As also mentioned in our previous patent, a typical source of 9.17 MeV photons is 13 C which captures 1.75 MeV protons. This manner of producing the desired 9.17 MeV photons can be described by the following equation:

p+.sup.13 C→.sup.14 N.sup.+ →.sup.14 N+γ(9.17 MeV)

For any specific application, this dictates the necessity for an on-site ion accelerator capable of delivering an intense proton beam of well-defined energy and optics to a 13 C-containing target. For example, in the aviation-security/explosives-in-baggage detection scenario, the operational requirement of an inspection time of 6 sec. per bag implies proton beam currents of a few milliamps.

Clearly, the target design must take this factor into account as well as other requirements related to the fundamental features of the gamma attenuation process and the data normalization procedure. The total attenuation is determined by counting the 9.17 MeV resonant component of the photon flux. The non-resonant component is measured by counting photons with energies outside the resonant energy range. The net resonant attenuation is extracted from these two quantities by normalizing the former to the latter and is indicative of the quantity of nitrogen traversed by the γ-rays. In principle, if the normalization is good, the net resonant attenuation will be zero (within counting statistics) for any quantity of all atomic constituents except nitrogen. The two-dimensional radiographic image of net resonant attenuations of the transmission through an inspected object is denoted a "nitrogram". The implications of these methodological features for the targets will be discussed in the following sections.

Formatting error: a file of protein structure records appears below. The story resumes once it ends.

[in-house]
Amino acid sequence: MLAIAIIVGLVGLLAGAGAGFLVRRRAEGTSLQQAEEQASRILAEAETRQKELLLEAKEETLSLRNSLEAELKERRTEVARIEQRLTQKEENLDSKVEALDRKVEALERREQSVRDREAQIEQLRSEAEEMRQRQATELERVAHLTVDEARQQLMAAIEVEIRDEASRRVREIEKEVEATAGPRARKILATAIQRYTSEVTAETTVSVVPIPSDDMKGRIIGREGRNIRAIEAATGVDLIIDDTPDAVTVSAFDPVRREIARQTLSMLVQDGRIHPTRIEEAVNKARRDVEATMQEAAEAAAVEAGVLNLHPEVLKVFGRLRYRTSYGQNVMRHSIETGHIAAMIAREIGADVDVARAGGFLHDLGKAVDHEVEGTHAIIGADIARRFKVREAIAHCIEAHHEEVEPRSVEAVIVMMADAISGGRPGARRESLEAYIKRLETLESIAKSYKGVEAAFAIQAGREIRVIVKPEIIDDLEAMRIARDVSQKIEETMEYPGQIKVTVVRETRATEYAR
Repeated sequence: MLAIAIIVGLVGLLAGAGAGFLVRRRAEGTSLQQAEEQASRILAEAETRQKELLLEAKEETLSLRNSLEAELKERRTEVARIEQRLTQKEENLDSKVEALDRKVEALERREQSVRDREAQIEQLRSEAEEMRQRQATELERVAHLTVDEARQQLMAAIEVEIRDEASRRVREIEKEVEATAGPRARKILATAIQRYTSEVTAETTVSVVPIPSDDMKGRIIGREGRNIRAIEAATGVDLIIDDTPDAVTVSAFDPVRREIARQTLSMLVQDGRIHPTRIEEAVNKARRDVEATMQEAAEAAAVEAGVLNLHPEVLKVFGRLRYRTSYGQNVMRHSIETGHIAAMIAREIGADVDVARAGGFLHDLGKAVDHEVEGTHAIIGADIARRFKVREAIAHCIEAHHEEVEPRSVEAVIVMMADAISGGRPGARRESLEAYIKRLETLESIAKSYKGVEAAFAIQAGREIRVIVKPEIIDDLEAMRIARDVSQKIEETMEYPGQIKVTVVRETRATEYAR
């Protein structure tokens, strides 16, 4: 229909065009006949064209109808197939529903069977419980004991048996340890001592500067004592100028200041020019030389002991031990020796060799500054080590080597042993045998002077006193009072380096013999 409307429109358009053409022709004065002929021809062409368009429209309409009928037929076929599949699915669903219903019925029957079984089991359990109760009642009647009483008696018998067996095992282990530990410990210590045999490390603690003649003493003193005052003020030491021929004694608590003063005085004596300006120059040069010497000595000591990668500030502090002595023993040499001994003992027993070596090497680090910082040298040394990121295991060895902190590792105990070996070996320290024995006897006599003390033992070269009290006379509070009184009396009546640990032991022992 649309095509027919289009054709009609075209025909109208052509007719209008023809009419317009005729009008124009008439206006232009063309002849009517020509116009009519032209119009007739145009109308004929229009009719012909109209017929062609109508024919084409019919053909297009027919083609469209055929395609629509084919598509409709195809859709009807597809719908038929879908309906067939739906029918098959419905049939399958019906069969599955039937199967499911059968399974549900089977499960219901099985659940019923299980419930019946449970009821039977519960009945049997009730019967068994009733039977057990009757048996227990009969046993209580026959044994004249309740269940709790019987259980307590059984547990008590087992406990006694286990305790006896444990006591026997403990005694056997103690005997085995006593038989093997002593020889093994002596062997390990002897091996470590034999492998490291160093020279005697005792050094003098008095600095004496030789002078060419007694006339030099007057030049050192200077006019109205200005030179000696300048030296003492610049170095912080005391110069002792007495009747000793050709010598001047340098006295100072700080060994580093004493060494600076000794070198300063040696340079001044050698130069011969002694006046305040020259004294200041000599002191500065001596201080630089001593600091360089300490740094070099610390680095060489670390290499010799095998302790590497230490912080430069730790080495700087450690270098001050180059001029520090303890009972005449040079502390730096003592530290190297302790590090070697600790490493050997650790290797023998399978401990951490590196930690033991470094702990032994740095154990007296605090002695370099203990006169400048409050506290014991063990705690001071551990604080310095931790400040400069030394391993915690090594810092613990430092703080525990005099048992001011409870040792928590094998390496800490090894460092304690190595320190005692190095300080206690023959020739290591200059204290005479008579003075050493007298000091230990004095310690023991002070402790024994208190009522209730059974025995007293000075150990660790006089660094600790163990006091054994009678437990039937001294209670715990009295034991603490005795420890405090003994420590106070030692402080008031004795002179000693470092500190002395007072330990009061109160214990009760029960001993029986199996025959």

The present invention is based on some further investigation regarding the desired properties of the high energy photon source for the performance of the method of our previous patent and has for its object the selection of particularly suitable sources therefor.

BRIEF DESCRIPTION OF THE INVENTION

The present invention is based on new findings concerning the sensitivity of the methodology described in our previous patent. These are related to the observation that the practical applicability of nitrogen-specific radiography via Nuclear Resonance Absorption depends critically on the supplementary radiations emitted when target layers, other than those responsible for generating the 9.17 MeV resonant γradiation, are exposed to the proton beam.

Quite generally, for the purpose of nitrogen imaging the 1.75 MeV proton beam must impinge on a target assembly satisfying the following criteria:

(a) it must contain a 13 C layer or layers thick enough to integrate the proton capture resonance yield over all proton energies present in the beam;

(b) it must present other constituents or layers to the beam, the bombardment of which will give rise to non-resonant high energy photon flux. This flux must be sufficiently intense to permit determination of the non-resonant component of attenuation in each pixel through the inspected object, concomitantly with the total (resonant nuclear+non-resonant) attenuation measurement;